vale of tears

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English[edit]

Etymology[edit]

Calque of Latin lacrimārum vallis from the “Salve Regina” (a hymn to the Virgin Mary), based on Hebrew עמק הבכא(ʿēmeq habbāḵāʾ) from Psalm 84:6 of the Bible. The Hebrew term may mean “valley of the baka tree”, a tree of uncertain species (compare 2 Samuel 5:23–24[1] where baka is used to refer to a tree, and is often translated into English as “balsam tree”, “mulberry tree”, or “poplar tree”), but ancient Greek translations assumed the word intended was בָּכָה(bakhá, to cry, weep) and so rendered the term as “valley of weeping”, which was then used in Latin and English translations. See, for example, the Douay–Rheims Bible (1610) where the verse is numbered as Psalm 83:6.[2]

Pronunciation[edit]

Noun[edit]

vale of tears (plural vales of tears) (idiomatic, often literary or poetic)

  1. (in the singular) The world, a place where difficulties and the sorrows of life are felt, especially (Christianity) as a place to be left behind when one dies and goes to heaven.
    • 1654, Samuel Clark[e], “The Life of Vitus Theodorus, who Dyed Anno Christi 1549”, in The Marrow of Ecclesiastical History, Contained in the Lives of One Hundred Forty Eight Fathers, Schoolmen, First Reformers, and Modern Divines which Have Flourished in the Church since Christ’s Time to this Present Age: [], 2nd enlarged edition, London: Printed for T. V. and are to be sold by William Roybould [], OCLC 1118052517, page 323:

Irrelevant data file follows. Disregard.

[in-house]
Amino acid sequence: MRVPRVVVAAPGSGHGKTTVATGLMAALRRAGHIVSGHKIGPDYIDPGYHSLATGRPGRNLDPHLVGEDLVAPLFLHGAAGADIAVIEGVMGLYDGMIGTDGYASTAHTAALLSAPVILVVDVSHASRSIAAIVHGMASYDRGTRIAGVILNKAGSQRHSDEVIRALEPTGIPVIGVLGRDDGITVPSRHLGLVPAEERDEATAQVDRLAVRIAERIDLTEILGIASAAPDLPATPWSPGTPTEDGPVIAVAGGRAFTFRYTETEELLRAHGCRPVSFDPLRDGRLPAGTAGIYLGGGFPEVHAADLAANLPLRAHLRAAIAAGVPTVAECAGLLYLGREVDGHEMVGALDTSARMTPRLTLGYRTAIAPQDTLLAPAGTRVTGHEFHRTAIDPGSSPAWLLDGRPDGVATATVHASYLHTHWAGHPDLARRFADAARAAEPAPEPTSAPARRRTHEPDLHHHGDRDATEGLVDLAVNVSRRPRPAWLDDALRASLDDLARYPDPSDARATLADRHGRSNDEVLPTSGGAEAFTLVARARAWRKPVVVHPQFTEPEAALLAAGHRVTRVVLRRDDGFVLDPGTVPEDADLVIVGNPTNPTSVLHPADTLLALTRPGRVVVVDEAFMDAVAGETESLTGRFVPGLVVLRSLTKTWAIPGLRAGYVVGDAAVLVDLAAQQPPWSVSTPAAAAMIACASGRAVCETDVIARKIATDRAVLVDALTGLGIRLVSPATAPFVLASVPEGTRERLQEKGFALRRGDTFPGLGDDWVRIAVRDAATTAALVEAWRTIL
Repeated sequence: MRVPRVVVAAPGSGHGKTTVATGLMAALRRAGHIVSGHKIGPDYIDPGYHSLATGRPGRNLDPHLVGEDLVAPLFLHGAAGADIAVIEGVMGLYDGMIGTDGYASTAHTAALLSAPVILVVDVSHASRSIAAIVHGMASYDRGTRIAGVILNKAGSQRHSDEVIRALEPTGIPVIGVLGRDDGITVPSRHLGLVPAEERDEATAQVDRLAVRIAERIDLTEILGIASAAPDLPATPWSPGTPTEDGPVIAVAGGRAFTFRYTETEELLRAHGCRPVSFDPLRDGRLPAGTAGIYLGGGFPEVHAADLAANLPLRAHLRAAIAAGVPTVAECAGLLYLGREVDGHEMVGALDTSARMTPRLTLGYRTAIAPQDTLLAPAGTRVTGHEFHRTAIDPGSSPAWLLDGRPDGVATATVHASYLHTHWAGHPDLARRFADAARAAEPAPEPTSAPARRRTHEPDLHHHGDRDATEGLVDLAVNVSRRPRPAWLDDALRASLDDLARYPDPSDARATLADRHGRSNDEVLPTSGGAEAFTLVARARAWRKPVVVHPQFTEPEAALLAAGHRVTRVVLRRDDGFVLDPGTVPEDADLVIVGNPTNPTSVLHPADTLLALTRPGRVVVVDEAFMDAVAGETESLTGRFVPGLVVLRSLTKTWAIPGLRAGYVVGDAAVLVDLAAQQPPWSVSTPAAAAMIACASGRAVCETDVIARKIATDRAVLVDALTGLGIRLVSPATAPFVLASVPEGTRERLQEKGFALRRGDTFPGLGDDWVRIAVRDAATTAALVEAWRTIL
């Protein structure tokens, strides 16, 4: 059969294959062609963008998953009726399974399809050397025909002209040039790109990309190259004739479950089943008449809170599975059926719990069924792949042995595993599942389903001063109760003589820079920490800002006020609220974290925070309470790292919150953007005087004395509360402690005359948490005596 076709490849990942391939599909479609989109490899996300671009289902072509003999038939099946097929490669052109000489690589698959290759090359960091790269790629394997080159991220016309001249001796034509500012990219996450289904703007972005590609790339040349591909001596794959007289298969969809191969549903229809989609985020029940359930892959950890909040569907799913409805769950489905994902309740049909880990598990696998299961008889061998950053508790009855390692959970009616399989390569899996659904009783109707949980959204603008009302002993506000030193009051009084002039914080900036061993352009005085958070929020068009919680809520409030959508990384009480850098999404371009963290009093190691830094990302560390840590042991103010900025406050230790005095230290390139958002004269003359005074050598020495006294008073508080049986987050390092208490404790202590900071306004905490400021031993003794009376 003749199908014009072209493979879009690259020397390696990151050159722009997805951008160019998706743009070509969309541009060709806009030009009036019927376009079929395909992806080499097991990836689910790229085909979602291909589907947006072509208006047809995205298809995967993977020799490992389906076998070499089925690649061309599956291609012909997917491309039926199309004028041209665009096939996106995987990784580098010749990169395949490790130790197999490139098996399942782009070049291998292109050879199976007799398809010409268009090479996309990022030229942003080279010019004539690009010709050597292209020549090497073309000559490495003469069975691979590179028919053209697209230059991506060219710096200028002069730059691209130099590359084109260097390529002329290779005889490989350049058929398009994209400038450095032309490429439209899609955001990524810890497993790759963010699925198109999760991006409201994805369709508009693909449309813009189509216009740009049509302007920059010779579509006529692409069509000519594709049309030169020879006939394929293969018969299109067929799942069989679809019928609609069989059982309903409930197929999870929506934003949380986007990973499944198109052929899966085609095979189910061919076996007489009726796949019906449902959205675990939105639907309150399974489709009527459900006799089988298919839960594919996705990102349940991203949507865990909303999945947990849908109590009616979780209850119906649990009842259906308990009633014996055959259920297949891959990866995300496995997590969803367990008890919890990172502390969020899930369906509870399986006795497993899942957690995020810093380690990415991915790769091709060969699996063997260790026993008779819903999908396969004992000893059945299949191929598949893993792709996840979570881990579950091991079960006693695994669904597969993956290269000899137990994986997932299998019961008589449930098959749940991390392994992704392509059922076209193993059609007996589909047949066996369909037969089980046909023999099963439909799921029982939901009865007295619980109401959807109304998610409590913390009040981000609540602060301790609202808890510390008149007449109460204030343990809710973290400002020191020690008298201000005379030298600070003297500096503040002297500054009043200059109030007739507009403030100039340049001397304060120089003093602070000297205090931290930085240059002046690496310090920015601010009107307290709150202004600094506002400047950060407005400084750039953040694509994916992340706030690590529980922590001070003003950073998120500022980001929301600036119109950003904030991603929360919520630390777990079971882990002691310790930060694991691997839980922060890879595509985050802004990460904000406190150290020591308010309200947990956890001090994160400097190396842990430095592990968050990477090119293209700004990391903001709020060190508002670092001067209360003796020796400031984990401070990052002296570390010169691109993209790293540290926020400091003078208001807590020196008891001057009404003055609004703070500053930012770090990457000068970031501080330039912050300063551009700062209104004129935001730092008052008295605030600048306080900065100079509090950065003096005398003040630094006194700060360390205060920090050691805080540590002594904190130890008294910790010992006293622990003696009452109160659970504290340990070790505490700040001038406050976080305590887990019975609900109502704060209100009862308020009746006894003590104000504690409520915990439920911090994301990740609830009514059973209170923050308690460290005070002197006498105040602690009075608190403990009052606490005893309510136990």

He [Vitus Theodorus] was called to be a Paſtor at Norinberg, his own country, [...] till it pleaſed God to put an end to his labors, by tranſlating him out of this vale of tears into his Everlaſting Kingdom, Anno Chriſti 1549.
    • 1708 June 4, [Urith Bunchley], A Funeral Sermon upon the Death of Mrs. Urith Bunchley, Daughter to Sir Austin Palgrave, Bart. who Departed this Life May the 21st. Preached at Clavering in Essex, May the 24th, 1708 [Julian calendar]. [] By a Presbyter of the Church of England, London: Printed for S. Bunchley, and are to be sold by J[ohn] Morphew, [], OCLC 771324095, page 10:
      While we ſojourn in this vale of Tears and Sorrow, we are detain'd from the bleſſ'd Sight and Enjoyment of God; and kept from the Happineſs of juſt Men made perfect.
    • 1749, Miguel Cervantes de Saavedra, “Of the Strange Adventure, which Befel the Valorous Don Quixote with the Wain or Cart of the Parliament of Death”, in Charles Jarvis, transl., The Life and Exploits of the Ingenious Gentleman Don Quixote de la Mancha. Translated from the Original Spanish [], volume II, 2nd edition, London: Printed for J[acob] and R[ichard] Tonson and S. Draper [], and R[obert] Dodsley [], OCLC 745000636, page 57:
      But let us recommend all to god, who alone know what ſhall befal in this vale of tears, this evil world we have here, in which there is ſcarce any thing to be found without ſome mixture of iniquity, impoſture, or knavery.